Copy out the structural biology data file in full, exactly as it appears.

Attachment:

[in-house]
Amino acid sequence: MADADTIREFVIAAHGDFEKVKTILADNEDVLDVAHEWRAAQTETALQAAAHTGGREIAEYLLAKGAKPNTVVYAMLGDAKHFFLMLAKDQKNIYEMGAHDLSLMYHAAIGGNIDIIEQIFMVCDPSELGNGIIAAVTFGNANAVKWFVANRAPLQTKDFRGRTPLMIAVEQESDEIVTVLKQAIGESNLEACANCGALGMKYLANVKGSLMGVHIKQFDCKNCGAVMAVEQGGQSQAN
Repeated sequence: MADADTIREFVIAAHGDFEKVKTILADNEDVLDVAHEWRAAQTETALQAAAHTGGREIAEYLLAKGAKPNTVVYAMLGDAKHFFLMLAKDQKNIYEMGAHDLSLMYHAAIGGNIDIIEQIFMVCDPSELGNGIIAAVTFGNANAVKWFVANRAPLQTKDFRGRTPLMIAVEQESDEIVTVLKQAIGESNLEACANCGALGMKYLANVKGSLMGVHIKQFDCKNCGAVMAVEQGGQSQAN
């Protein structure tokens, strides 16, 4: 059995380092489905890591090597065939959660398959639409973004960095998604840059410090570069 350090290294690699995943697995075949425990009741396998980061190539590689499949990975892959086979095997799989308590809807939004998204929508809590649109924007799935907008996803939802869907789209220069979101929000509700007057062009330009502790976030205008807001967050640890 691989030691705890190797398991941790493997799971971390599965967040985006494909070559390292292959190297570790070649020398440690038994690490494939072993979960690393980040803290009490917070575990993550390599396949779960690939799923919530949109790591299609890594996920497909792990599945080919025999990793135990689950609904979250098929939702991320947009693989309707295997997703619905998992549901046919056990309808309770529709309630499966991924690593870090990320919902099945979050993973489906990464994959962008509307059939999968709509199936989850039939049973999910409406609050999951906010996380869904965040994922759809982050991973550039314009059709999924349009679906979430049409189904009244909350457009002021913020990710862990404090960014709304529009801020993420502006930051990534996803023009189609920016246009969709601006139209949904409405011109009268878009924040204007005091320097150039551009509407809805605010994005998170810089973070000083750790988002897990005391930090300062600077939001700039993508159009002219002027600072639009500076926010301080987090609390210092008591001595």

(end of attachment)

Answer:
[in-house]
Amino acid sequence: MADADTIREFVIAAHGDFEKVKTILADNEDVLDVAHEWRAAQTETALQAAAHTGGREIAEYLLAKGAKPNTVVYAMLGDAKHFFLMLAKDQKNIYEMGAHDLSLMYHAAIGGNIDIIEQIFMVCDPSELGNGIIAAVTFGNANAVKWFVANRAPLQTKDFRGRTPLMIAVEQESDEIVTVLKQAIGESNLEACANCGALGMKYLANVKGSLMGVHIKQFDCKNCGAVMAVEQGGQSQAN
Repeated sequence: MADADTIREFVIAAHGDFEKVKTILADNEDVLDVAHEWRAAQTETALQAAAHTGGREIAEYLLAKGAKPNTVVYAMLGDAKHFFLMLAKDQKNIYEMGAHDLSLMYHAAIGGNIDIIEQIFMVCDPSELGNGIIAAVTFGNANAVKWFVANRAPLQTKDFRGRTPLMIAVEQESDEIVTVLKQAIGESNLEACANCGALGMKYLANVKGSLMGVHIKQFDCKNCGAVMAVEQGGQSQAN
């Protein structure tokens, strides 16, 4: 059995380092489905890591090597065939959660398959639409973004960095998604840059410090570069 350090290294690699995943697995075949425990009741396998980061190539590689499949990975892959086979095997799989308590809807939004998204929508809590649109924007799935907008996803939802869907789209220069979101929000509700007057062009330009502790976030205008807001967050640890 691989030691705890190797398991941790493997799971971390599965967040985006494909070559390292292959190297570790070649020398440690038994690490494939072993979960690393980040803290009490917070575990993550390599396949779960690939799923919530949109790591299609890594996920497909792990599945080919025999990793135990689950609904979250098929939702991320947009693989309707295997997703619905998992549901046919056990309808309770529709309630499966991924690593870090990320919902099945979050993973489906990464994959962008509307059939999968709509199936989850039939049973999910409406609050999951906010996380869904965040994922759809982050991973550039314009059709999924349009679906979430049409189904009244909350457009002021913020990710862990404090960014709304529009801020993420502006930051990534996803023009189609920016246009969709601006139209949904409405011109009268878009924040204007005091320097150039551009509407809805605010994005998170810089973070000083750790988002897990005391930090300062600077939001700039993508159009002219002027600072639009500076926010301080987090609390210092008591001595």